- 1 cup salt
- 1 (12- to 14-pound) turkey, trimmed, neck, giblets, and tailpiece removed and reserved for gravy
- 6 sprigs fresh thyme
- 2 onions , chopped coarse
- 2 carrots , peeled and chopped coarse
- 2 celery ribs , chopped coarse
- 3 tablespoons unsalted butter , melted
- 1 cup water , plus extra as needed
- 1 recipe Giblet Pan Gravy
Dissolve salt in 2 gallons cold water in large container. Submerge turkey in brine, cover, and refrigerate or store in very cool spot (40 degrees or less) for 6 to 12 hours.
Set wire rack in rimmed baking sheet. Remove turkey from brine and pat dry, inside and out, with paper towels. Place turkey on prepared wire rack. Refrigerate, uncovered, for at least 8 hours or overnight.
Adjust oven rack to lowest position and heat oven to 400 degrees. Line V-rack with heavy-duty aluminum foil and poke several holes in foil. Set V-rack in roasting pan and spray foil with vegetable oil spray.
Toss thyme and half of vegetables with 1 tablespoon melted butter in bowl and place inside turkey. Tie legs together with kitchen twine and tuck wings behind back. Scatter remaining vegetables in pan.
Pour water over vegetable mixture in pan. Brush turkey breast with 1 tablespoon melted butter, then place turkey breast side down on V-rack. Brush with remaining 1 tablespoon butter.
Roast turkey for 45 minutes. Remove pan from oven; baste turkey with juices from pan. Using 2 large wads of paper towels, turn turkey wing side up. If liquid in pan has totally evaporated, add another 1/2 cup water. Return turkey to oven and roast for 15 minutes. Remove turkey from oven again, baste, and rotate so that other wing side is up; roast for another 15 minutes. Remove turkey from oven again, baste, and turn it breast side up; roast until breast registers 160 degrees and thighs register 175 degrees, 30 to 45 minutes.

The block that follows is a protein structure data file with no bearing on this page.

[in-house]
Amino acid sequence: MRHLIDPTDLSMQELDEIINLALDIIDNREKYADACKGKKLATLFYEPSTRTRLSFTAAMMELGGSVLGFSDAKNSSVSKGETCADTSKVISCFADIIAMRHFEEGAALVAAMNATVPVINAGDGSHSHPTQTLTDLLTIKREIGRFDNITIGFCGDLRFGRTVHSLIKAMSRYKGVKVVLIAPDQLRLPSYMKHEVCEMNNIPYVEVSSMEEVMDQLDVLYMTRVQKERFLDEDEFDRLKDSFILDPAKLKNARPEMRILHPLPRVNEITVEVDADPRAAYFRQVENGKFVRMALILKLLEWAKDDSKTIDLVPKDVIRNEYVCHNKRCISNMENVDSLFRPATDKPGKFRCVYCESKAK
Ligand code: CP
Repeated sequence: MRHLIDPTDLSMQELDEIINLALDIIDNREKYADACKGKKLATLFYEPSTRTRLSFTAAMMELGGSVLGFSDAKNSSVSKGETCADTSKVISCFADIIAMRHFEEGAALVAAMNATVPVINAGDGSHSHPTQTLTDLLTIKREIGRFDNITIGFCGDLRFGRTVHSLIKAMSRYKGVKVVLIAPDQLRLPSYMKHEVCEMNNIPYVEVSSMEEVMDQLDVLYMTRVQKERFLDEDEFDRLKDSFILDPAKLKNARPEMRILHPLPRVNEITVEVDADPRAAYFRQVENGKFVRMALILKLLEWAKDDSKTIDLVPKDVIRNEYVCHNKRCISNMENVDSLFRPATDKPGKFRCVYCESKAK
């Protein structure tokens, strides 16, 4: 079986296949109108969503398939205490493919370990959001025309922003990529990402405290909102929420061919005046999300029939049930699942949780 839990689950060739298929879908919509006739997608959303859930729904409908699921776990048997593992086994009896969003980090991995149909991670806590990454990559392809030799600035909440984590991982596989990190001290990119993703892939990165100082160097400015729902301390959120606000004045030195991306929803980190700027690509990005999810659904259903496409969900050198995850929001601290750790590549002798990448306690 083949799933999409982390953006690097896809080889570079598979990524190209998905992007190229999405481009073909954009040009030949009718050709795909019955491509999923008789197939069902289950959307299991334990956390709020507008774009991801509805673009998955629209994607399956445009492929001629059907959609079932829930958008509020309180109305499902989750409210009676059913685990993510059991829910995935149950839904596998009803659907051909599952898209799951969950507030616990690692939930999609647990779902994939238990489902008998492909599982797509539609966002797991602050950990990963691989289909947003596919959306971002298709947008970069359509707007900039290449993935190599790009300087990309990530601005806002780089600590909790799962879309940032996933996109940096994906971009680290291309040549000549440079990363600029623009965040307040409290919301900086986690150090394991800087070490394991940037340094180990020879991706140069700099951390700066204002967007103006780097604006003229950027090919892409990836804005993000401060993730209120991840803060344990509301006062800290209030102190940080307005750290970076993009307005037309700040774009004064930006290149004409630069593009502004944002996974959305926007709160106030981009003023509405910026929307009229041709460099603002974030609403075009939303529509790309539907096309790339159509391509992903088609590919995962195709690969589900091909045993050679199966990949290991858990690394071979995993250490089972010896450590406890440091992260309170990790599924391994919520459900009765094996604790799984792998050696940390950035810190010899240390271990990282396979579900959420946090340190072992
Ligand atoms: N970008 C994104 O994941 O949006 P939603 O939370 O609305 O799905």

Remove turkey from oven. Gently tip turkey so that any accumulated juices in cavity run into pan. Transfer turkey to carving board and let rest, uncovered, for 30 minutes. Carve turkey and serve with gravy.
Cooking the holiday turkey can strike fear into the most seasoned cook, so we set out to determine what makes a difference (and what doesn’t) once you bring home the bird. First, we found that a standard brine solution works with almost any size bird, but timing is key—at least six hours is required to get the full benefits of brining. We chose to skip stuffing the turkey, since cooking the stuffing to a safe internal temperature almost always resulted in an overcooked bird. A V-rack proved essential, not only to hold the turkey in place but also to elevate the meat above the roasting pan, which promoted more even browning and cooking. Turning the bird once during roasting protected the delicate breast meat from overcooking, and brushing the turkey with butter at the outset contributed to browning. Finally, letting the turkey rest after roasting allowed for the redistribution and reabsorption of the juices in the meat.